Andy Day

Chief data officer

Path to power

A lifetime in data started with a degree majoring in Geographical Information Systems, then setting up an information consulting business (MIC, latterly Claritas, then acquired by Acxiom), which led to a five-year stint at Sky TV as head of database marketing. 

After two years as head of customer development at Orange, I then spent 11 years at O2, initially responsible for revenue and loyalty for the consumer business and latterly leading a business-wide transformation to create a centralised business intelligence centre. Ultimately, this led to me heading a global programme to share best practice across Telefónica’s 22 operating businesses.

In 2013, I joined the executive team at News UK as business intelligence director with a brief to put customers and their data at the heart of the way the business works. In two-and-a-half years we helped put data, analytics and insights on the map.

In August of 2016, I joined Sainsbury’s as chief data officer with responsibility for galvanising the business around data and analytics. I’m directly responsible for around 100 data engineers, analysts and data scientists in our data and analytics centre of excellence, as well as having a broader responsibility to provide leadership for the hundreds of colleagues involved in using data on a day-to-day basis.

The consistent theme across all of these roles has been the opportunity to use data to transform organisations to create value for customers and for the business.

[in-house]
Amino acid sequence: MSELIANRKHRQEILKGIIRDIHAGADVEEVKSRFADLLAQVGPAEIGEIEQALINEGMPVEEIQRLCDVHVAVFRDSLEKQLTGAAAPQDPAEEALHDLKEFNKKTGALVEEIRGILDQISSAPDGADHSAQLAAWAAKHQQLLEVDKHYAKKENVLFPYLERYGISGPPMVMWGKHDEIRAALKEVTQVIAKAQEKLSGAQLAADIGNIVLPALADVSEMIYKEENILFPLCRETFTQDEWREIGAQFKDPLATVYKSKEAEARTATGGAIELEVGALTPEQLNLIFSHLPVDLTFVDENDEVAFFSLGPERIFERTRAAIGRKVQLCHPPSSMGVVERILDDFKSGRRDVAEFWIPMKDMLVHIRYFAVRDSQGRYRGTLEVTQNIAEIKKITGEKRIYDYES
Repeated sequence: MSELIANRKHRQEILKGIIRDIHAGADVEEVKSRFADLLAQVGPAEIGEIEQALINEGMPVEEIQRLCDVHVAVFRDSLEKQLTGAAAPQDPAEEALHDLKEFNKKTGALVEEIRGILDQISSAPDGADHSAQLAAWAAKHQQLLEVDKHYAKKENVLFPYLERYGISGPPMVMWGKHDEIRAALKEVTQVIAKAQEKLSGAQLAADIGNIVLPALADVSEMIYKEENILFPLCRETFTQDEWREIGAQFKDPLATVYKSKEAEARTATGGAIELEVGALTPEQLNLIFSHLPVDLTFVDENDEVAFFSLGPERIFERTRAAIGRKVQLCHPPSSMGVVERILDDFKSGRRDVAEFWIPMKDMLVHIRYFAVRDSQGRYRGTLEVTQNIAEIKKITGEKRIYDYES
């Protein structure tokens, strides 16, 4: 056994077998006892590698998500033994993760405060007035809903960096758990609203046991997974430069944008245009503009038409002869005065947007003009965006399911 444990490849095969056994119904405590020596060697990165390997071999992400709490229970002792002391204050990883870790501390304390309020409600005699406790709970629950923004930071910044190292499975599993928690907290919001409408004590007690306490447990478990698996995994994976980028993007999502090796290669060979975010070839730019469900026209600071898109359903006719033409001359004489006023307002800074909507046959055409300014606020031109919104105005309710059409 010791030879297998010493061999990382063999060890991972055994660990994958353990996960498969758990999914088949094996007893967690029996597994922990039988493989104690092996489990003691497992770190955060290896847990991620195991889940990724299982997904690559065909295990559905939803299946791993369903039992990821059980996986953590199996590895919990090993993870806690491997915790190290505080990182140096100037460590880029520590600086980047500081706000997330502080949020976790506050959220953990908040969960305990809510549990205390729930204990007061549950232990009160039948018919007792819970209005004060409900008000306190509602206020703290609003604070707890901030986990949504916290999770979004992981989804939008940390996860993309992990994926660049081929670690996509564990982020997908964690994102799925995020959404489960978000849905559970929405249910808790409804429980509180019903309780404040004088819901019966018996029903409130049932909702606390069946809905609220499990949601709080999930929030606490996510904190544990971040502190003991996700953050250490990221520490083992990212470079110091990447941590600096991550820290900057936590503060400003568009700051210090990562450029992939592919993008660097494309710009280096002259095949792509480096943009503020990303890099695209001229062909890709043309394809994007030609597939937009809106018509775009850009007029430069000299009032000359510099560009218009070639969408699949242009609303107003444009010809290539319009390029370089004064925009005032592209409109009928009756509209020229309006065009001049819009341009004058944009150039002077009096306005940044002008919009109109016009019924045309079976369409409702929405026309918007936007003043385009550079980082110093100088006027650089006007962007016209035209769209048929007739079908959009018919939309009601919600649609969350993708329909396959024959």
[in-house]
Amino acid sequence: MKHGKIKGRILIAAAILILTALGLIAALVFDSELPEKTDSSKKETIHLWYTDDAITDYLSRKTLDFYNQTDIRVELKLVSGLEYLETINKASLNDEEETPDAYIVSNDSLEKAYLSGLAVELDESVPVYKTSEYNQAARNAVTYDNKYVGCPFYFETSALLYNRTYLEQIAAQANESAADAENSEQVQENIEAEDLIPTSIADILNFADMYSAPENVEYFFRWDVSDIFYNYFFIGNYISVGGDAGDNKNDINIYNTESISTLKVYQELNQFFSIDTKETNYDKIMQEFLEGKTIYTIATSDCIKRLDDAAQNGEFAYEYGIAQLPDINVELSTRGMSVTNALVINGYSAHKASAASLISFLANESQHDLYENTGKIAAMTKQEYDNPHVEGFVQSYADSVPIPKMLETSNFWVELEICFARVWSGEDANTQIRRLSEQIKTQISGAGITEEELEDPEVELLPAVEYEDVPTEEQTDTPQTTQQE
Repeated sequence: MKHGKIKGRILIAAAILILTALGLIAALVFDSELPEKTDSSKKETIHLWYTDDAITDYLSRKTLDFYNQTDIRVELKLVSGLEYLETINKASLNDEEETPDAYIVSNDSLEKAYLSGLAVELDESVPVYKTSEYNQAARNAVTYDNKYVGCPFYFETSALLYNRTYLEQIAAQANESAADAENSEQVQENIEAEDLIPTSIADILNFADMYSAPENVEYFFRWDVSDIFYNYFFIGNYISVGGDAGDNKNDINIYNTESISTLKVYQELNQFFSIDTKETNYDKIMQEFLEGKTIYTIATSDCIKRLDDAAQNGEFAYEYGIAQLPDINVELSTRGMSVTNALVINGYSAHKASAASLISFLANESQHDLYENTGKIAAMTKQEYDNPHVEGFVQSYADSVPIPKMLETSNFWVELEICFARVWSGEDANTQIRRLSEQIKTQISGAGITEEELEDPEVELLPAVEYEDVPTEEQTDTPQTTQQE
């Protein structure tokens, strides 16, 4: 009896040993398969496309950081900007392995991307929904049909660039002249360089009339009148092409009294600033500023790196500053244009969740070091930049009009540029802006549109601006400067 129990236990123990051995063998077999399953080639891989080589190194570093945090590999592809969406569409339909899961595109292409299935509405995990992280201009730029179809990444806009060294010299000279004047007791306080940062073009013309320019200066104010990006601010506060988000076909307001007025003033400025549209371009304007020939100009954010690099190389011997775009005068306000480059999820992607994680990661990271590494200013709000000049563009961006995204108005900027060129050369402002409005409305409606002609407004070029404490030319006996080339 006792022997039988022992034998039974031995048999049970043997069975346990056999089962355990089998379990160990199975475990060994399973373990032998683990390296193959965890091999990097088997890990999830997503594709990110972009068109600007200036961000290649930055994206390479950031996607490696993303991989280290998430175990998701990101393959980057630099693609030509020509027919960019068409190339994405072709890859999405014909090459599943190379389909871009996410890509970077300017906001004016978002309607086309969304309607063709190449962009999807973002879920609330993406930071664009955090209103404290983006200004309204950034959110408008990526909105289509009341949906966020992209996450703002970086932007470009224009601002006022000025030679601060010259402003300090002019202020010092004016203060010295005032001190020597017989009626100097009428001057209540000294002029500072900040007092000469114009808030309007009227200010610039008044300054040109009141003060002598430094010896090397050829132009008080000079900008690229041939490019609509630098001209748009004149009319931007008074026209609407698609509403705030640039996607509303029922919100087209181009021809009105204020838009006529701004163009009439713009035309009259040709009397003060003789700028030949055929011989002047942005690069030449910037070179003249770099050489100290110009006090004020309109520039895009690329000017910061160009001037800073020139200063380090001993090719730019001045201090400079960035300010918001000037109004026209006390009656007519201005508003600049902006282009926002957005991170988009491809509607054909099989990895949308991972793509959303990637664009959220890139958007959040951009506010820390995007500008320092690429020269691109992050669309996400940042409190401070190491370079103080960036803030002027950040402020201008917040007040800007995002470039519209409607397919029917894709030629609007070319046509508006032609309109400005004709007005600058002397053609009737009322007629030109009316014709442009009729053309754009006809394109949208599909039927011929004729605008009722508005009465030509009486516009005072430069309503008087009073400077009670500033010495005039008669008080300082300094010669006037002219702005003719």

What has been the highlight of your career in the industry to date?

Without a doubt, landing the role here at Sainsbury’s - a business with an amazing history, a much-loved and respected brand and the opportunity to turn huge volumes of data into value creating applications from “farm to fork”. Everywhere we look, there is opportunity and that’s really very exciting.

What do you expect 2018 to be like for the data and analytics industry?

So much of the industry is focusing on the 25th May and the enforcement of GDPR, but I think the entire year will revolve around this. I’m still amazed at how little some organisations have done to make sure they are properly ready. So, I expect 2018 to be a “rollover” from 2017 with my inbox being full of spam from companies offering their services to make sure we are GDPR-compliant.

The shame in this is that we are at a point in time where we should be focusing on the value creation opportunities that data affords us, not purely the “risk management”.

So - why did you choose data?

Aside from having a maths bias, I actually think I chose business, rather than data per se. But I saw the importance and opportunity in using great analytics and insights to create outcomes that could have often profound effects on customers and businesses. I fundamentally believe that data-driven businesses are better businesses and that’s really exciting.

What is the best thing about working in the data industry?

I think my answer last year remains the same - variety and pace, but with the added realisation across businesses that, actually, data and analytics is absolutely central to business, not a peripheral department full of geeks.

If you were granted one wish to change something about the data industry, what would it be?

The industry is still littered with people talking a great game, but finding people and businesses that are actually doing stuff at scale that is value creating remains surprisingly rare. So, aside from stopping people getting hung up on what an analyst is versus an insights person or a data scientist (my bug bear from last year), I’d really like the industry to move beyond the talking and into the doing - and then talking about what they are doing!

What advice would you give to somebody thinking of a career in this sector?

I fundamentally believe that you can collect data on anything and that every job can be done or done better with data and analytics. That means anybody embarking on a career in this sector is going to be wholly employable and sought-after. Couple that with the fact that it’s unbelievably fascinating and fast-paced, the only advice would be “go for it!”.



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